As stated earlier this week, my poetry reading list for National Poetry Month is designed to encourage you to seek out the influence of living poets — where they live and and where they read. Allow me to introduce you to a few of the living poets I met at the open mics and coffee dens of Asheville, North Carolina.
One of those souls is an editor, poet, journalist and friend, Pasckie Pascua. He has published several chapbooks and collections of poetry and prose. We first met at a coffeeshop in West Asheville and later haunted Beanstreets and other places from North Carolina to New York City. He left the back door to the poetry scene open for me and allowed me to grow and mature as a poet and writer. He also published many of my early writings. Lines from his poems still echo in my mind, like this one:
“The color of my poem
is also the color of my brother’s soul,
the color of my friend’s heart.”
Another poet I wrote with and read alongside is Jessica Newton. She facilitated a writers group when I first moved to Asheville. We gathered at the UNCA library or other spots around Asheville to write and read our compositions. Sometimes she brought writing prompts or other sources of inspiration. We shared prompts and poems. One night Mara Leigh Koslen brought examples of haibun. She introduced the poetic form and then we wrote. It was that night that I composed the first draft of a poem that would later be published. Several other poets and writers visited the writers group.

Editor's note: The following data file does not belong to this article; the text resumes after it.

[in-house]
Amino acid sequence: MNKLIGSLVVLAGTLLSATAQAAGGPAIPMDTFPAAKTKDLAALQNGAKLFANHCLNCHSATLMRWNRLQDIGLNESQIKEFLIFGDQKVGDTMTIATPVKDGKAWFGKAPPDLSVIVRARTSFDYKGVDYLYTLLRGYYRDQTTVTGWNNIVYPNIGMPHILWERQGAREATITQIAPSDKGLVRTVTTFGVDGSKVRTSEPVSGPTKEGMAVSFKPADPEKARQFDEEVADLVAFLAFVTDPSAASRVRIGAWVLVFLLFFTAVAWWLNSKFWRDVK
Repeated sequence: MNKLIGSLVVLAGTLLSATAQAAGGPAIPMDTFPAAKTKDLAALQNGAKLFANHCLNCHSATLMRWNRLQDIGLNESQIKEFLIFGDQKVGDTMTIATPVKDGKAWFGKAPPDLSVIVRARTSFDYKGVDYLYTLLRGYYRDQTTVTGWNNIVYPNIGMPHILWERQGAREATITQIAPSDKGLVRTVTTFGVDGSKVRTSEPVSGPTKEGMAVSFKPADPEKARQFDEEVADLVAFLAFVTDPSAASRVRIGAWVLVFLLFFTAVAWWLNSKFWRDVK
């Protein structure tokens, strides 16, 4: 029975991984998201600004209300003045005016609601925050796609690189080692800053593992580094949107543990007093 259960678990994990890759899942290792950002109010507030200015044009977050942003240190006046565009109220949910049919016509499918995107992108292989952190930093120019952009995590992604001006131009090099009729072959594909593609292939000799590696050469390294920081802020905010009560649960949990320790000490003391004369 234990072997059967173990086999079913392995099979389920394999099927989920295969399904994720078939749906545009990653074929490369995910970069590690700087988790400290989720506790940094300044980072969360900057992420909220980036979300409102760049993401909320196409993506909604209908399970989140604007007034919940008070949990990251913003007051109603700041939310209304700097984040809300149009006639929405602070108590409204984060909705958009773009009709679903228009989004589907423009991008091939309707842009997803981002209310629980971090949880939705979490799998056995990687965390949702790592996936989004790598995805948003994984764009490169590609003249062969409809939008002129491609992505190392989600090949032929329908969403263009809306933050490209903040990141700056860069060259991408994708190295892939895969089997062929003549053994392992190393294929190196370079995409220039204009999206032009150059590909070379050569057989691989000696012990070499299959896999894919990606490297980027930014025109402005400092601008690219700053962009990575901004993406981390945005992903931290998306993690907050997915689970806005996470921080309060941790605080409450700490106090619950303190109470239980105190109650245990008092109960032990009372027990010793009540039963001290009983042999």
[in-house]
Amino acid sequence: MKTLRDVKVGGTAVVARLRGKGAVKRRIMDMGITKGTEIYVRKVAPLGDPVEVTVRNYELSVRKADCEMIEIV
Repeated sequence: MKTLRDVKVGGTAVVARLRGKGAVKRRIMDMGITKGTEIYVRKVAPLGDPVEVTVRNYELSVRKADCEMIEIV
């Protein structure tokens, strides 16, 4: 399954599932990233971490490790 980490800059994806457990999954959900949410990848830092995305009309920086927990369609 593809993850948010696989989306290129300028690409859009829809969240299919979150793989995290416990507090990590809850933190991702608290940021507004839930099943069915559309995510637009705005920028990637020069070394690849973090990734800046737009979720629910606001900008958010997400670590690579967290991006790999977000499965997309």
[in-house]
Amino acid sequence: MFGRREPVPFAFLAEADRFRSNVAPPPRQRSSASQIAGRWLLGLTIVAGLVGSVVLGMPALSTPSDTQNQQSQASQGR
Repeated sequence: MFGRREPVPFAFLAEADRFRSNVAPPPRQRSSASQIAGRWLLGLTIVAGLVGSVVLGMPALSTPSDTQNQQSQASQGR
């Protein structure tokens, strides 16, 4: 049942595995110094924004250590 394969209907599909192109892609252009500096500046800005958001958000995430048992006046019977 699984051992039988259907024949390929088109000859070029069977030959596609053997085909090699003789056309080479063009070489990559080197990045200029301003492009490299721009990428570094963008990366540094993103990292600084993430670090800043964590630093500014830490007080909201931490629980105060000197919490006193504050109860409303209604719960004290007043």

My poetry reading list is really an introduction to friends and poets who I have met face-to-face. We read and wrote poetry together. We drank coffee at sidewalk cafés until dark-thirty. We shared wine after a moonlit poetry reading. Met in cafés and coffeehouse, taverns and art galleries, bookstores and basements and rooftop ballrooms. We did life together.
When I introduce you to poetry, I introduce you to friends.
I’ll continue the reading list, introductions throughout this month and maybe beyond. Why should poetry only be celebrated in April?
Read the full poem, “Red is the color of my night” and other poems. http://pasckiepascuawords.blogspot.com/p/poetry-red-is-color-of-my-night.html
Mara Leigh Koslen bio: https://palimpsestgarden.com/about/bio/
“The last American chestnut tree on Forest Street” https://coffeehousejunkie.net/2017/04/18/poem-1-the-last-american-chestnut-tree-on-forest-street-2/